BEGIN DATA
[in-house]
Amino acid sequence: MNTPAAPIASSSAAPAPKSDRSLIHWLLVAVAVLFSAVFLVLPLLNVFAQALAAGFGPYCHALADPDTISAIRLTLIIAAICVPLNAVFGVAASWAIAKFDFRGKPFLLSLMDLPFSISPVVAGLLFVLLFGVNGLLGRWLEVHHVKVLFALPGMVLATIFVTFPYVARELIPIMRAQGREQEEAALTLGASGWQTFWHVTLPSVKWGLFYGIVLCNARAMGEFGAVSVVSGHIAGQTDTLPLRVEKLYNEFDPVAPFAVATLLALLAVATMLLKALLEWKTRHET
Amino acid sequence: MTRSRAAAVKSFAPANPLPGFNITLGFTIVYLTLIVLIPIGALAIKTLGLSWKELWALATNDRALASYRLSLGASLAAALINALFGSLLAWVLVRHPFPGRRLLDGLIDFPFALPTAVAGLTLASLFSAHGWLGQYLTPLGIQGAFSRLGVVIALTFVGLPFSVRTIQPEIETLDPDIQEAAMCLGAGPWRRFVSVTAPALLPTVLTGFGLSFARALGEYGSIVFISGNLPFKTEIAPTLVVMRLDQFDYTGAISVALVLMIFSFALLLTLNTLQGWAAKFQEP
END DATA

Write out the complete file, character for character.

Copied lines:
[in-house]
Amino acid sequence: MNTPAAPIASSSAAPAPKSDRSLIHWLLVAVAVLFSAVFLVLPLLNVFAQALAAGFGPYCHALADPDTISAIRLTLIIAAICVPLNAVFGVAASWAIAKFDFRGKPFLLSLMDLPFSISPVVAGLLFVLLFGVNGLLGRWLEVHHVKVLFALPGMVLATIFVTFPYVARELIPIMRAQGREQEEAALTLGASGWQTFWHVTLPSVKWGLFYGIVLCNARAMGEFGAVSVVSGHIAGQTDTLPLRVEKLYNEFDPVAPFAVATLLALLAVATMLLKALLEWKTRHET
Amino acid sequence: MTRSRAAAVKSFAPANPLPGFNITLGFTIVYLTLIVLIPIGALAIKTLGLSWKELWALATNDRALASYRLSLGASLAAALINALFGSLLAWVLVRHPFPGRRLLDGLIDFPFALPTAVAGLTLASLFSAHGWLGQYLTPLGIQGAFSRLGVVIALTFVGLPFSVRTIQPEIETLDPDIQEAAMCLGAGPWRRFVSVTAPALLPTVLTGFGLSFARALGEYGSIVFISGNLPFKTEIAPTLVVMRLDQFDYTGAISVALVLMIFSFALLLTLNTLQGWAAKFQEP